While this story of Jukka Erätuli and Frederik Evensen travelling to get the sideslide on the UK’s dryslopes has nothing to do with the subject matter of the film from which it takes its name, it has everything to do with the roots of English snowboarding, and it therefore in some ways shares a similar theme. Because for the majority of riders coming through the ranks from this small, mountainless country, This is England. Some will argue that the recent mushrooming of indoor snowdomes has played a part in the development of the new wave of the Queen’s troop of shreddertrons, and this is certainly true. But you show me one top-level UK rider who’s learnt their trade indoors, and I’ll show you ten who’ve got the scars to prove their roots are in dryslope, plus the slopes’ locations are hella more photogenic than what amounts to a big fridge. This improbable creation to allow snowboarding where there is no snow has played a pivotal part in the history and evolution of Britain’s snowboarding talent and it was high time Onboard paid its dues on the plastic fantastic.
There’s another reasons for the allusion. On our summertime voyage to England, we were blessed with the kind of torrential rain that anywhere else would be called an Extreme Weather Event but here it is known simply as British summertime. “How can it have been raining for three days straight in summer?" asked Jukka. This is England. Wimbledon was in full swing… “but why can they only wear white?" “You really eat that fried shit for breakfast?" This, I repeated like a broken record, is England. The Scandies’ laissez-faire attitude to locking the car with thousands of pounds of electronic equipment shining like a beacon to a car park stuffed with scallys had me groaning. “You can’t do that," I’d harrumph. This is England. And this is England, and this is England. It was as finer time as any to introduce a trio of Scandinavians to my homeland.
But what the hell were a couple of Scandie shreds and Onboard senior photographer Peter Lundström doing traipsing round northern plastic of a summer? While all present in some way tried to lay claim, it was in fact the call of 21-year-old Norwegian Frederik Evensen. “It was something I wanted to do with Isenseven, maybe for an intro theme or something like that. I told Jukka about it and he really liked the idea. So what he did was to steal my idea, get Onboard to do a story and invite me. Very nice of him! I’d just heard a lot about dryslope and wanted to try it. Glad I did… it was awesome."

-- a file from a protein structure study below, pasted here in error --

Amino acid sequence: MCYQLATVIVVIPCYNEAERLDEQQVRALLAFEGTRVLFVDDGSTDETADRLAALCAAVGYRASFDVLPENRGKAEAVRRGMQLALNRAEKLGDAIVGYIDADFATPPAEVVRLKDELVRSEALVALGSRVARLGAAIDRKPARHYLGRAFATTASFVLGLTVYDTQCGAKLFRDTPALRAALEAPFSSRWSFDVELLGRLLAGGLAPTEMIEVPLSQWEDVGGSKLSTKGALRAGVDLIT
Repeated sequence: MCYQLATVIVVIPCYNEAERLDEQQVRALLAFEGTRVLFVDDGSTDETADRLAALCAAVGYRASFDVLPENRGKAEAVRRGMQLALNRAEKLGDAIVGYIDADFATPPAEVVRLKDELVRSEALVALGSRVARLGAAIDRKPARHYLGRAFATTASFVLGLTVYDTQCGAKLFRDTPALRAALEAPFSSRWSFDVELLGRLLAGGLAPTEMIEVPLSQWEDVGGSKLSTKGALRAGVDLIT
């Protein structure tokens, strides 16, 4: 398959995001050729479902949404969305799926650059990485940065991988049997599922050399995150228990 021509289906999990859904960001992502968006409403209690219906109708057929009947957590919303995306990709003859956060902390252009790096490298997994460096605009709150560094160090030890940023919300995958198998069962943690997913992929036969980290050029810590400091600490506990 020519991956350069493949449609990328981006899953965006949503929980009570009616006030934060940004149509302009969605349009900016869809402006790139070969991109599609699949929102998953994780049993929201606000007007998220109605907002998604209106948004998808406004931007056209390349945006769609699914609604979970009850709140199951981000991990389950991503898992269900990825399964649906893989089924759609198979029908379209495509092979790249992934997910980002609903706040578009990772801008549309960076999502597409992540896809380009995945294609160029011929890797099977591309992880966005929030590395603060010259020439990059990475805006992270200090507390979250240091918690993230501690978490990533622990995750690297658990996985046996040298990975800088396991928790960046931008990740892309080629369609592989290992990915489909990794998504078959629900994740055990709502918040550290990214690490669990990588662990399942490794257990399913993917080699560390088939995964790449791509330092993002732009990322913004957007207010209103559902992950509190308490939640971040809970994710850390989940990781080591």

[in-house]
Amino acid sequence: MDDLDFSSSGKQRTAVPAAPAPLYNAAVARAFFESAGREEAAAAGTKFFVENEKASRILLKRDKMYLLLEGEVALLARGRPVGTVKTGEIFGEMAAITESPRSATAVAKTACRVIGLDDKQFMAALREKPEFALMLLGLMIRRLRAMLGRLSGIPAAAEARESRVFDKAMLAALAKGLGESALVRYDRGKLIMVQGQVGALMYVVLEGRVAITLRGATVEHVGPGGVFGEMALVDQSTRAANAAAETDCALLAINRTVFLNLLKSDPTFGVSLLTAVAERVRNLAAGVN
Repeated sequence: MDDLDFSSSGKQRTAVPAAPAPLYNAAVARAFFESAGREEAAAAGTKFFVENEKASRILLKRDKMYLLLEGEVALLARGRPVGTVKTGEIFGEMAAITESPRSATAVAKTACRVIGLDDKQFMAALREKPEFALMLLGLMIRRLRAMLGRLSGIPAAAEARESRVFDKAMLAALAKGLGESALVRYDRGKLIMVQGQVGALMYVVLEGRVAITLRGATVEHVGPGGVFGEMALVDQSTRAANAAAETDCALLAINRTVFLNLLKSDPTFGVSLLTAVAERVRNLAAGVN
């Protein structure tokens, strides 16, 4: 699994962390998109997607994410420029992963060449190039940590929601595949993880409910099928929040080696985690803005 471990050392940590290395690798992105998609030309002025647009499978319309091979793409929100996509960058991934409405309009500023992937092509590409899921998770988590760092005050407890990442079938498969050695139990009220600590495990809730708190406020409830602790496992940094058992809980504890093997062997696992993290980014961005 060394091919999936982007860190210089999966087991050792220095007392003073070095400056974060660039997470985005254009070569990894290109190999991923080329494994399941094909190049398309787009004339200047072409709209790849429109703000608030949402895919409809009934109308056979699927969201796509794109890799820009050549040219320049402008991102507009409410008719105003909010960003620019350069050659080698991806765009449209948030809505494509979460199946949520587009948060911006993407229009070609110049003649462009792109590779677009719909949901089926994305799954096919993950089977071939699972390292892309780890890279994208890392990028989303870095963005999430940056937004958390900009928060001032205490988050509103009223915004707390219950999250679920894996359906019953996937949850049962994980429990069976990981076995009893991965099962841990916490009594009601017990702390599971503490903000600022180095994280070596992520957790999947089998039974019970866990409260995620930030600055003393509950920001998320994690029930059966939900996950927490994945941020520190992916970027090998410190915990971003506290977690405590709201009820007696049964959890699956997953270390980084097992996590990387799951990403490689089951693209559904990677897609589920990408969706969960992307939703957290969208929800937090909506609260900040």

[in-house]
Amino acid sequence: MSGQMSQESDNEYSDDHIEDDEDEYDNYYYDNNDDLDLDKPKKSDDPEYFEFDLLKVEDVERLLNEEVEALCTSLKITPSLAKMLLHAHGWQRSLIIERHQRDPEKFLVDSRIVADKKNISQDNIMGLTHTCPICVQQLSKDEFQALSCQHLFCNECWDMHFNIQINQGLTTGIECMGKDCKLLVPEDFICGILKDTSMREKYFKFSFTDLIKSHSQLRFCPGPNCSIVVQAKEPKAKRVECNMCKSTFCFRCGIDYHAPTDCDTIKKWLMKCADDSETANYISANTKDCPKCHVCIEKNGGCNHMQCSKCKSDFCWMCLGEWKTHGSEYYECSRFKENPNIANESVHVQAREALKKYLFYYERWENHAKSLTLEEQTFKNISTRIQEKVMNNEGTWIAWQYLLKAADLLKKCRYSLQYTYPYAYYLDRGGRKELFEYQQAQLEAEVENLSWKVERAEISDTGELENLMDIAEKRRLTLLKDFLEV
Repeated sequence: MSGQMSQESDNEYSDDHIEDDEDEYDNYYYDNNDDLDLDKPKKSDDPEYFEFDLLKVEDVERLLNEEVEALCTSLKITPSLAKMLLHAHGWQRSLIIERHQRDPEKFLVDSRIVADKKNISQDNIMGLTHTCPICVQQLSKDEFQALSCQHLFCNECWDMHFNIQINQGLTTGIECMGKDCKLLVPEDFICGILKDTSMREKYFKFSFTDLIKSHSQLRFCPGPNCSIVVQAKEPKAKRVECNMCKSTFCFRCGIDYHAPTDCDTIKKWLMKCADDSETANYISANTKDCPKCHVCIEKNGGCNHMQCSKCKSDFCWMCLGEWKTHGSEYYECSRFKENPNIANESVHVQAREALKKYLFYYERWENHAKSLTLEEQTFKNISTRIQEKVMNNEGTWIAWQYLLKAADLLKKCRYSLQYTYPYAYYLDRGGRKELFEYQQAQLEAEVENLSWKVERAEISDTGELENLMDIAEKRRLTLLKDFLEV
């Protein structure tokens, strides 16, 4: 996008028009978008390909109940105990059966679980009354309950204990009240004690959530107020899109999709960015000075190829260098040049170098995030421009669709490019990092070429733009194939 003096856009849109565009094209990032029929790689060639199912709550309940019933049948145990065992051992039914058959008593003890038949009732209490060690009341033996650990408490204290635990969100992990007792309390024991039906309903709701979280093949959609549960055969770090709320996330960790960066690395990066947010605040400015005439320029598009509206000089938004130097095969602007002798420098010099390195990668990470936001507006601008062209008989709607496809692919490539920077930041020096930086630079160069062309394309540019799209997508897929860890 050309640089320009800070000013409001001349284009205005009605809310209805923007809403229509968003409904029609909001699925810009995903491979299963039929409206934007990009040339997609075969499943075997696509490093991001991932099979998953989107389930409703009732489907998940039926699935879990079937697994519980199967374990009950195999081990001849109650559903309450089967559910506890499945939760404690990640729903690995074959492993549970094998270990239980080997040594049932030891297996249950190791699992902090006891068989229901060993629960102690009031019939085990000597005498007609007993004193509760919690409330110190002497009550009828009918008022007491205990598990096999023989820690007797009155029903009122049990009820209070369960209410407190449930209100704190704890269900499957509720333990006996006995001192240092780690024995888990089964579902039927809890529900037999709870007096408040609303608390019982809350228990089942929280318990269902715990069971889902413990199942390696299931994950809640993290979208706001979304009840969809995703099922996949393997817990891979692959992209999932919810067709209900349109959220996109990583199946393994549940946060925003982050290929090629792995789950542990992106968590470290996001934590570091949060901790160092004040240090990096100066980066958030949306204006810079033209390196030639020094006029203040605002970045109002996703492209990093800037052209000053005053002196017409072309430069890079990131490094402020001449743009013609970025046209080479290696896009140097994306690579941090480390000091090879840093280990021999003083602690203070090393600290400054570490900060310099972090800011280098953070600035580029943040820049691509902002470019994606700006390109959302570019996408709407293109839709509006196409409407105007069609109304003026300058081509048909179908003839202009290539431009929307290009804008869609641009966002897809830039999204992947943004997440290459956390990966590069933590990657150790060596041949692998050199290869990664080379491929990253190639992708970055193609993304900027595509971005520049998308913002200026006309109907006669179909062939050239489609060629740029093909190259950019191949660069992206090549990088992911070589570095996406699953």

In planning the trip we’d considered various different options, but with the 5-day aggressive timeframe, we settled on a mini-tour of some of northern England’s fake snow hotspots. After all, these places – Sheffield, Halifax and Rossendale – have arguably churned out more of Britain’s talent over the years than anywhere else and have famous, or infamous, entries in the annals of UK snowboarding. Plus, as a friend of mine opined, “dryslope is like rugby league – they only do it properly up north". Not knowing much about rugby, or the north of England for that matter, we said OK, loaded up a rental car at Heathrow airport (the plan of hippy tripping in a camper van had to be ditched as Glastonbury was on) and headed north.
First on the list was Sheffied – scene of the infamous riot in 1995 (allegedly kicked off by someone who will remain nameless shouting “Free bar!" This is… you get the picture), and one of the first dryslope centres to adopt Snowflex back in the day. Snowflex is a dryslope surface like a plastic carpet with a degree of padding beneath, unlike the hexagonal horror of Dendix. It took full advantage of the potential of the surface, boldly creating a park, halfpipe, quarter and even a cornice drop in the late 90s. The halfpipe alone was something I had to show to Freddie and Jukka. In its heyday, Sheffield produced versatile shreds such as Dom Harington, Stu Edwards and Charlie Clark but of late it’s fair to say the park has become in need of a little TLC. That’s not to say that the crew who session the place on a weekly basis aren’t as shred-stoked as ever, just that the Snowflex is wearing thin in spots. With Castleford’s snowdome a short drive away, the lure of fake snow over plastic has had its effect on finances, but there was word from the locals that a new owner was about to buy the place and give it a cash injection. Time will tell.
As we pulled into the car park, the Scandis’ faces were a mixture of disbelief and anticipation. “No way!" exclaimed Jukka. “This looks epic." He certainly sounded sincere. Neither of these guys had ever experienced riding on plastic, but after a short period of adjustment they took to it pretty well. Unless they had to put the board on an edge, that is. For those who’ve never tried, dryslope riding can be best described as like on slow ice with no edges. While they got to grips with turning, it was clear that everything worked better if they didn’t have to. Many times, as soon as they were in the air everything was fine. Land a little off and try to compensate by using an edge – as you would on snow – and ass and Snowflex would be necking like horny teenagers.